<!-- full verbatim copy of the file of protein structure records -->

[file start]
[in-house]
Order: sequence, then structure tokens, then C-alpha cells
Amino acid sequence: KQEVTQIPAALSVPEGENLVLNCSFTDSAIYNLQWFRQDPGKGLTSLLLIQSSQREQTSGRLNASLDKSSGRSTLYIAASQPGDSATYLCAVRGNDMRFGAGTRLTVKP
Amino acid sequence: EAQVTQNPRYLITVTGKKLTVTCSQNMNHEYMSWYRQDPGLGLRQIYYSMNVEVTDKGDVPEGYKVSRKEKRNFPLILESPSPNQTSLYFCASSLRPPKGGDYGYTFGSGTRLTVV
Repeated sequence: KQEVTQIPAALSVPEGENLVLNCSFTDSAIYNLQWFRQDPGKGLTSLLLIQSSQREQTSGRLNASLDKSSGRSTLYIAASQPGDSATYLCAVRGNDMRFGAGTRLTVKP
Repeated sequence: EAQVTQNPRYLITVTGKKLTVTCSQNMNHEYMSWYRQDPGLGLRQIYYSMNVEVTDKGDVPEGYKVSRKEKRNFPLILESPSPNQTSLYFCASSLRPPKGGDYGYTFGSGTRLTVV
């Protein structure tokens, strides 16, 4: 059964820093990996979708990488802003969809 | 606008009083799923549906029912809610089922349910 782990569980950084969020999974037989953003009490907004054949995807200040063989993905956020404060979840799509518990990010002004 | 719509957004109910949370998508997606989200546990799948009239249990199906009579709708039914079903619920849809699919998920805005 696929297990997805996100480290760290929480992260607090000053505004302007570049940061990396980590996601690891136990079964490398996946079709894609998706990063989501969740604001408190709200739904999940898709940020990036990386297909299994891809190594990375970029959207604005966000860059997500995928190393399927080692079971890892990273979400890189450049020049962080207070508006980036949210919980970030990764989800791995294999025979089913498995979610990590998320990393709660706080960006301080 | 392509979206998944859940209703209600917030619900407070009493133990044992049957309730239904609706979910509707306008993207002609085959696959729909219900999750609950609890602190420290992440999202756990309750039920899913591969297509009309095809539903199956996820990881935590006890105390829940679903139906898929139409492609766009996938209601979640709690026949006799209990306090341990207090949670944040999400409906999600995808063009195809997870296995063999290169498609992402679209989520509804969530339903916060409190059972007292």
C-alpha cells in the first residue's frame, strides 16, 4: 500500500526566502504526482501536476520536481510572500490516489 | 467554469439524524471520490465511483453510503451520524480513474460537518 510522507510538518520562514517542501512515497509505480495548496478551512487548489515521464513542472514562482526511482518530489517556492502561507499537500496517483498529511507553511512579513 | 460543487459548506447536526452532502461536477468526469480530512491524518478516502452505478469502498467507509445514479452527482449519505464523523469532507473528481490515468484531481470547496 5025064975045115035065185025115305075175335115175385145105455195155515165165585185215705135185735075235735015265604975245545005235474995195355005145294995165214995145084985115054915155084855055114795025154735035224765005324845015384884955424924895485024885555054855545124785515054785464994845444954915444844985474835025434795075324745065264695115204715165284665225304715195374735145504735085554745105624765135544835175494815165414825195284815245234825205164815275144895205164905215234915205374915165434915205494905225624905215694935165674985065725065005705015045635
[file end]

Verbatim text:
[in-house]
Order: sequence, then structure tokens, then C-alpha cells
Amino acid sequence: KQEVTQIPAALSVPEGENLVLNCSFTDSAIYNLQWFRQDPGKGLTSLLLIQSSQREQTSGRLNASLDKSSGRSTLYIAASQPGDSATYLCAVRGNDMRFGAGTRLTVKP
Amino acid sequence: EAQVTQNPRYLITVTGKKLTVTCSQNMNHEYMSWYRQDPGLGLRQIYYSMNVEVTDKGDVPEGYKVSRKEKRNFPLILESPSPNQTSLYFCASSLRPPKGGDYGYTFGSGTRLTVV
Repeated sequence: KQEVTQIPAALSVPEGENLVLNCSFTDSAIYNLQWFRQDPGKGLTSLLLIQSSQREQTSGRLNASLDKSSGRSTLYIAASQPGDSATYLCAVRGNDMRFGAGTRLTVKP
Repeated sequence: EAQVTQNPRYLITVTGKKLTVTCSQNMNHEYMSWYRQDPGLGLRQIYYSMNVEVTDKGDVPEGYKVSRKEKRNFPLILESPSPNQTSLYFCASSLRPPKGGDYGYTFGSGTRLTVV
């Protein structure tokens, strides 16, 4: 059964820093990996979708990488802003969809 | 606008009083799923549906029912809610089922349910 782990569980950084969020999974037989953003009490907004054949995807200040063989993905956020404060979840799509518990990010002004 | 719509957004109910949370998508997606989200546990799948009239249990199906009579709708039914079903619920849809699919998920805005 696929297990997805996100480290760290929480992260607090000053505004302007570049940061990396980590996601690891136990079964490398996946079709894609998706990063989501969740604001408190709200739904999940898709940020990036990386297909299994891809190594990375970029959207604005966000860059997500995928190393399927080692079971890892990273979400890189450049020049962080207070508006980036949210919980970030990764989800791995294999025979089913498995979610990590998320990393709660706080960006301080 | 392509979206998944859940209703209600917030619900407070009493133990044992049957309730239904609706979910509707306008993207002609085959696959729909219900999750609950609890602190420290992440999202756990309750039920899913591969297509009309095809539903199956996820990881935590006890105390829940679903139906898929139409492609766009996938209601979640709690026949006799209990306090341990207090949670944040999400409906999600995808063009195809997870296995063999290169498609992402679209989520509804969530339903916060409190059972007292």
C-alpha cells in the first residue's frame, strides 16, 4: 500500500526566502504526482501536476520536481510572500490516489 | 467554469439524524471520490465511483453510503451520524480513474460537518 510522507510538518520562514517542501512515497509505480495548496478551512487548489515521464513542472514562482526511482518530489517556492502561507499537500496517483498529511507553511512579513 | 460543487459548506447536526452532502461536477468526469480530512491524518478516502452505478469502498467507509445514479452527482449519505464523523469532507473528481490515468484531481470547496 5025064975045115035065185025115305075175335115175385145105455195155515165165585185215705135185735075235735015265604975245545005235474995195355005145294995165214995145084985115054915155084855055114795025154735035224765005324845015384884955424924895485024885555054855545124785515054785464994845444954915444844985474835025434795075324745065264695115204715165284665225304715195374735145504735085554745105624765135544835175494815165414825195284815245234825205164815275144895205164905215234915205374915165434915205494905225624905215694935165674985065725065005705015045635